-Contributed by Allison Howell.
In this CHP blog posting, practicum student Allison Howell provides a lesson in archival encapsulation and gives an inside look at preserving a century-old scrapbook.
What’s the difference between preservation and conservation?
According to Standing Conference on Archives and Museums, or SCAM (which, ironically, is fact-based), preservation is an “action taken to prevent damage [from] occurring”. Conservation, on the other hand, “aims to prevent [the] continuation of damage that has already occurred by halting the process with minimal intervention” (http://www.archivesandmuseums.org.uk/scam/infosheet3.htm) In the case of Edgar A. Doll’s scrapbook, I performed preservation (i.e. stabilizing the scrapbook by encapsulating it), not conservation (i.e. repairing tears, rebinding the volume, etc.).
The first step in the preservation process is digitization. Although digitization does not do anything to prevent damage to the physical scrapbook, it provides CHP and its researchers with a record of how the scrapbook looksTODAY. This is especially helpful if a researcher requests the volume fifty years from now and finds that some of the photos have faded or have become damaged. If damage has occurred, the researcher will be able to access the digital records and see how the photos looked when they were digitized.
When digitizing the Doll scrapbook, I used two computers and two scanners to digitize each page as both a JPG and a TIFF. By splitting the digitization process, I was able to digitize the entire scrapbook fairly quickly. In order to keep the pages in their original sequence as I scanned, I wrote the page numbers down on post-it notes positioned in front of the scanners (see below).
During the digitization process, I kept the scrapbook pages in three separate piles. The pile on the far left contained the pages that had been fully digitized, the pile in the middle contained the pages that were still waiting to be digitized, and, finally, the page on the right was in the process of having all of the names present on either of its sides entered into an Excel spreadsheet for later reference.
Once the entire scrapbook was digitized, I used mylar to encapsulate each page. Encapsulation protects archival materials and is entirely reversible, unlike lamination. (Lamination is harmful for numerous reasons, but the biggest issues are that it 1) sticks to the archival material and does not allow for separation and 2) subjects the archival material to high heat during the lamination process. For those unfamiliar with archival processes, stickiness and heat are two things that should be avoided at all cost!)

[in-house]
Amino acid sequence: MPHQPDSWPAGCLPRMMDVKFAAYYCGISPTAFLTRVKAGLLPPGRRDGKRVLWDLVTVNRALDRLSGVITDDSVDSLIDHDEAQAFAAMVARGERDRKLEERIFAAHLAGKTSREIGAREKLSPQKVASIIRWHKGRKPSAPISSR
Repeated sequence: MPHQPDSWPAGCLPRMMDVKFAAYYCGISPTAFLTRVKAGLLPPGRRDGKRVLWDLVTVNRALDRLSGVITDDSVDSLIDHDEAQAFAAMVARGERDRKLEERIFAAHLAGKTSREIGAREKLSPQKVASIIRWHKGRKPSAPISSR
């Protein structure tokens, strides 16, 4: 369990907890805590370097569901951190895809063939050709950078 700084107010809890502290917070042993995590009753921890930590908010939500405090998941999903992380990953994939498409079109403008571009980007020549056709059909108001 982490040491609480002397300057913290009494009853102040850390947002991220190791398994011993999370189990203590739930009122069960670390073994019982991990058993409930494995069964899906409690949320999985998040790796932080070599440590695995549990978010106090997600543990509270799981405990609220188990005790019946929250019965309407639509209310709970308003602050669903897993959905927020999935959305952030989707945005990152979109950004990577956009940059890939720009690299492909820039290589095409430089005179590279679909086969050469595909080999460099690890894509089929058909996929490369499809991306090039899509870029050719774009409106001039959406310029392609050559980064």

Mylar comes on an enormous roll, which allows it to be cut to any size. It is perfectly clear, allowing for the archival material inside to be easily seen.
At CHP, mylar is cut to twice the width of the material. This way, only the top and bottom edges need closed. The right edge is a folded edge (see above) and the left remains open for air circulation and access. The folded edge needs pressed with a bone tool, which provides a crisp crease.
Once the mylar has been folded, the archival material (or scrapbook page, in this case) should be tucked into the fold as much as possible. This helps to prevent the page from sliding around inside its mylar housing.
After the archival material is secure in the fold, double-sided, archival-quality tape is used on both the upper and lower edge. As a general rule, the edge that remains un-taped (or open) should be one of the short edges. This allows for more stability of the archival material’s longer sides.
Once the tape is in place and the backing has been removed, both sides of the encapsulation packet should be pressed together to secure the seal.
In order to make the packet presentable and easier to store, the rough edges of the packet should be trimmed. Taped edges should be cut at least ½ inch from the outside of the tape edge. The open edge should be trimmed at least 1 inch from the archival material, and, of course, the folded edge should remain untouched.
At this point, the packet is complete and is stable enough to be handled.
Encapsulation projects involving numerous pages or sheets should be numbered to maintain their original order. Page numbers should always be marked on the outside of the mylar, never on the inside or the archival material itself.
In the case of the Doll scrapbook, 38 pages of photographs were encapsulated as well as the front and back covers, two loose images, and all of the blank scrapbook pages. Shown above are the first four pages in their encapsulation packets.
Now that the scrapbook has been discovered, digitized, and encapsulated, what happens next? Stay tuned!